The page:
Written by Keir Pearson and Terry George
Directed by Terry George
Running Time: 2:01
for violence, disturbing images
and brief strong language..
Hotel Rwanda was a moving true story of what happened in a three month period in 1994 in war torn Rwanda.
When the Dutch first settled in Rwanda, they put the Tutsi people in charge, but when they left the country, the Hutu people were put into power. Immediately they started to get revenge on the Tutsis for the way they were treated earlier. Now, the Tutsis have started to rebel against the Hutu power and all hell is breaking loose within Rwanda. Paul Rusesabagina, a Hutu married to a Tutsi, works at a posh hotel in Rwanda that caters to the best of the best. He is forced to act to save a countless number of people, both Hutu and Tutsi, and while at first he wishes he could just save his family and leave, he realizes that he can not leave thousands of people to die without trying to help.
What amazed me most about Hotel Rwanda is how recently all the events took place. 1994 was not that long ago, and the idea that over a million people were slaughtered over such a short period of time, and no one did anything about it is almost unbelievable. And they make mention of that in the movie. A cameraman manages to take some footage of people being killed in the streets, and Paul thinks that as soon as the rest of the world sees the video, they'll be forced to act. But the cameraman knows better. He says that people will watch, think, my God, that's horrible, then go right back to their dinner. And it's true. Yes, there are a number of people all over the world that would want to act, to do something, but the majority of people in the world don't feel like acting unless something is happening in their own backyard. Which is why it's up to people like Paul to do what they can to help their own people survive. And sometimes people like Paul are shoved into action to save themselves first, then save everyone else.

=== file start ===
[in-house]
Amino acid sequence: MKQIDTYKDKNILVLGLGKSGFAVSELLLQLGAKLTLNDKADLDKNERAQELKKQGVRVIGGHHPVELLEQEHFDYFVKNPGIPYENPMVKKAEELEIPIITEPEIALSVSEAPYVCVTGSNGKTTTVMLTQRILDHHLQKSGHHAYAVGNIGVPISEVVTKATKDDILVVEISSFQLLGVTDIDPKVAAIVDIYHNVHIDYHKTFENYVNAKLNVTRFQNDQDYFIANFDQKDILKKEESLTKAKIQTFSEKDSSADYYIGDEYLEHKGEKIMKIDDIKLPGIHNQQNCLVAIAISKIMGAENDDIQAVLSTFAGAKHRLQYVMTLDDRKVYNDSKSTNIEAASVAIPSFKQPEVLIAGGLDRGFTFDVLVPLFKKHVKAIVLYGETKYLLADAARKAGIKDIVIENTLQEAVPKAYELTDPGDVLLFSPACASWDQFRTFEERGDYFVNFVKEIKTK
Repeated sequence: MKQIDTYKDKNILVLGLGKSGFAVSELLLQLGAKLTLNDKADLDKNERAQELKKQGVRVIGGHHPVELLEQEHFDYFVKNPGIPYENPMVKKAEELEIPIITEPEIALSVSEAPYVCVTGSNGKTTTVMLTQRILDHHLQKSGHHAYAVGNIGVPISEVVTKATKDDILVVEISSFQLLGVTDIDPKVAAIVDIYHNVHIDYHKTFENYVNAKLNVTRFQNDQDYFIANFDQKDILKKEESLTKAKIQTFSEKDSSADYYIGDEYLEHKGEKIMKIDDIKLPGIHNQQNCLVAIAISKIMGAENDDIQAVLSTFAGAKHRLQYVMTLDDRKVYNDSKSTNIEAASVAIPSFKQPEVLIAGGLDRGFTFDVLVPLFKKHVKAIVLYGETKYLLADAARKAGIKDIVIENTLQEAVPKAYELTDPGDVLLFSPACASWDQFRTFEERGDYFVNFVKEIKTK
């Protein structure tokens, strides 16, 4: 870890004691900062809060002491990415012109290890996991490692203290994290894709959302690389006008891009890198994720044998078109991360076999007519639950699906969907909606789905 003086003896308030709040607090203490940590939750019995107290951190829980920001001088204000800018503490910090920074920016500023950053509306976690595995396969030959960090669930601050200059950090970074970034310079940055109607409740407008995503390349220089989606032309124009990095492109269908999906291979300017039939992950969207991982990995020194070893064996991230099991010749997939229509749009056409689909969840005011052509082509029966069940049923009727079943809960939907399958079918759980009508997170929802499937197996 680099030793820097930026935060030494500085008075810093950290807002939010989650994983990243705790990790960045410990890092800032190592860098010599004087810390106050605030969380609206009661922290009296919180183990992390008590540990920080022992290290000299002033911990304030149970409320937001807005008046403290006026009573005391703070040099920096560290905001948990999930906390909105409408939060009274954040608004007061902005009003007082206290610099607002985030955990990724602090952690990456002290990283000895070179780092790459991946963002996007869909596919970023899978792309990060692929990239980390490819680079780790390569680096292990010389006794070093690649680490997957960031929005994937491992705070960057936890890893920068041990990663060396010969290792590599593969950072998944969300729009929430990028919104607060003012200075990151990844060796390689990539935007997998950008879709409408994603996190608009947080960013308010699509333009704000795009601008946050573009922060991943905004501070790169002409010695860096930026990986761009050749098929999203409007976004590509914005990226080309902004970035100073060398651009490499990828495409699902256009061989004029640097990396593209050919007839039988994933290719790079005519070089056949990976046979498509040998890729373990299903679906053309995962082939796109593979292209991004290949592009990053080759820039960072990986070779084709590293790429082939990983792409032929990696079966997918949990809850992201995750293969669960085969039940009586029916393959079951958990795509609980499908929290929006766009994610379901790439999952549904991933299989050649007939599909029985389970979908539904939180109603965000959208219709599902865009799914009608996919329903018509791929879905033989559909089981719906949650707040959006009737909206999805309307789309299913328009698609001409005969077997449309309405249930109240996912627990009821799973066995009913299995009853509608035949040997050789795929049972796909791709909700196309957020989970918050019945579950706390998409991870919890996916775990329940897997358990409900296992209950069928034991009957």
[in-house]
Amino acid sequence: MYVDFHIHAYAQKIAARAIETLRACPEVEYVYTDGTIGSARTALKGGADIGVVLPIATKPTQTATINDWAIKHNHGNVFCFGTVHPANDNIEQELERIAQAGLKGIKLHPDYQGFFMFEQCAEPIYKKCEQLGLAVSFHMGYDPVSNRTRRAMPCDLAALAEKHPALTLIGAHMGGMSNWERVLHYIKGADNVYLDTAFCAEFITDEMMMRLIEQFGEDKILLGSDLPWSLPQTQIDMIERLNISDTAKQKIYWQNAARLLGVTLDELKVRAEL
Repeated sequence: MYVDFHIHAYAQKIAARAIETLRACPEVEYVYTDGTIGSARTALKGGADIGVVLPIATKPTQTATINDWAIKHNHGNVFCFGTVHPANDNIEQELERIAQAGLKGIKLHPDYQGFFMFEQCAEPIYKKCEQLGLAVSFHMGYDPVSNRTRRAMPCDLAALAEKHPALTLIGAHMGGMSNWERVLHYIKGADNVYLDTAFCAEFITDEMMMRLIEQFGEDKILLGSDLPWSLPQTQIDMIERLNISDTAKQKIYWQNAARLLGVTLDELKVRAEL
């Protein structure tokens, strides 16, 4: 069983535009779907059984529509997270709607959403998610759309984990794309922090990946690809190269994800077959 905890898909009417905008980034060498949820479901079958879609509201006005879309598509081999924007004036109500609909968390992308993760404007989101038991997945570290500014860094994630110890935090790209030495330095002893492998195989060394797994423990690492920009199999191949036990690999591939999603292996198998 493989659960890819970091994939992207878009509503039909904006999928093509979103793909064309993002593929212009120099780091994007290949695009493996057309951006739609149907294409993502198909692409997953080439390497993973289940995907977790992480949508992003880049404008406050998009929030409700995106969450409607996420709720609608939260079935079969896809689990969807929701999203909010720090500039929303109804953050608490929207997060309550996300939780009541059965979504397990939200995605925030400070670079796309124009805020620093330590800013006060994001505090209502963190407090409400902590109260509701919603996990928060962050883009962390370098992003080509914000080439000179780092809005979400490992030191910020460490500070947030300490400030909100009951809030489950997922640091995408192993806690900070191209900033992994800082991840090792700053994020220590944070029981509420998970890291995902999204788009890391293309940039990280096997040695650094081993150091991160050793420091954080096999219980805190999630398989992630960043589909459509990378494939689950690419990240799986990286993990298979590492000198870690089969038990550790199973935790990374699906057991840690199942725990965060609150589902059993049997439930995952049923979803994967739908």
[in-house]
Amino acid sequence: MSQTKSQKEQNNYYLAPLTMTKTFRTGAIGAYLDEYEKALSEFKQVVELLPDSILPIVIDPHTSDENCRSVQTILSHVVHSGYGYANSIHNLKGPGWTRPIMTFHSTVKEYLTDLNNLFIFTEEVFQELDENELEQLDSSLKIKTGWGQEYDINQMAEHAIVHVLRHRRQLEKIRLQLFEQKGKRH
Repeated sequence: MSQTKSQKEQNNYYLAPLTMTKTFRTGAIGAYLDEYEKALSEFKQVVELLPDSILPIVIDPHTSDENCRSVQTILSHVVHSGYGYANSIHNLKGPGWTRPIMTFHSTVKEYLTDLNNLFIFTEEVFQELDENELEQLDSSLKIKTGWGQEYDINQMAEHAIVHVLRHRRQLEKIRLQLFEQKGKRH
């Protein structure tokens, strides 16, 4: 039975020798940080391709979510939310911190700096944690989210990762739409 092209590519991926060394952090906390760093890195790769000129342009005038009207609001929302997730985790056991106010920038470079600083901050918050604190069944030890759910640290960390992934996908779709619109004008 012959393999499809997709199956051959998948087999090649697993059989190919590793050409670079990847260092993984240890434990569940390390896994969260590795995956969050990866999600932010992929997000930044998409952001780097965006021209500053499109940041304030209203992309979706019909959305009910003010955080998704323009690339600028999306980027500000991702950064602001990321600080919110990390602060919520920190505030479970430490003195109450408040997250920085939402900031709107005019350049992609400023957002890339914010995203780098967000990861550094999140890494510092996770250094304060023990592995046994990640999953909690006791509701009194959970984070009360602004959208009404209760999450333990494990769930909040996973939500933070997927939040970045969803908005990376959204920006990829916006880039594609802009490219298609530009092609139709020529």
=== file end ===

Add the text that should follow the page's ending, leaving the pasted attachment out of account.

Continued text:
Paul, as played by Don Cheadle, is a nice guy who tries to make everyone happy. If you need something from the hotel he manages, it's yours. But he knows deep down inside that someday there may be trouble, so his helpfulness isn't all just because he's nice; he's saving up favors for when he needs help himself. He's been around long enough to know when to push and when to lay back and wait. Cheadle, not normally a leading actor, carries himself very well in Hotel Rwanda. You can see in his eyes how he wishes he could take his family and leave, but it torn between saving himself, and saving those around him. He can't leave his friends and neighbors behind even if that selfless act could get him killed. Throughout the entire movie, he holds up very well under the pressure, until he sees hundreds of dead bodies littered on the road. Then, in one very moving and Oscar worthy scene, he completely breaks down from the world of pressure that's been put on his shoulders.
The supporting cast was decent, but this movie is all about Cheadle's character. Familiar faces, such as Jean Reno, Nick Nolte and Joaquin Phoenix appear, but I get the feeling they were asked to be in the film to help sell it. Nolte's character was especially good as the leader of a U.N. peace keeping force. His hands were tied and he looks confused as to why he was even there. The film was shot nicely, but you could tell there was a lot taken out to achieve a PG-13 rating. While you heard a lot about the atrocities, you didn't see a lot of actual violence. We saw the end results, but there weren't a lot of scenes of people getting their heads cut off or shot. In some ways, had those scenes been in the film, it might have heightened the frightfulness of the situation and made for a more powerful movie. But at the same time, it could have been seen as exploitative and taken away from the story. While the movie was compelling, I still felt like I was being kept an arms length away. I never really felt like I was in the middle of the story. Paul was so calm and collected that beyond the one breakdown scene where he let himself go, there were only small hints of emotion. I think allowing him to feel more, to show the horror through his emotions, would have made the movie touch me more.
THE BOTTOM LINE
So overall, I felt Hotel Rwanda was a very well made, well acted film. It showcased a horror that took place not too long ago and makes you realize that things like this happened all over the world even now. But I wish the filmmakers had allowed me to feel closer to the characters instead of making me feel like I was on the outside looking in.
Netflix lets you rent, watch and return DVDs from home – Now only a month!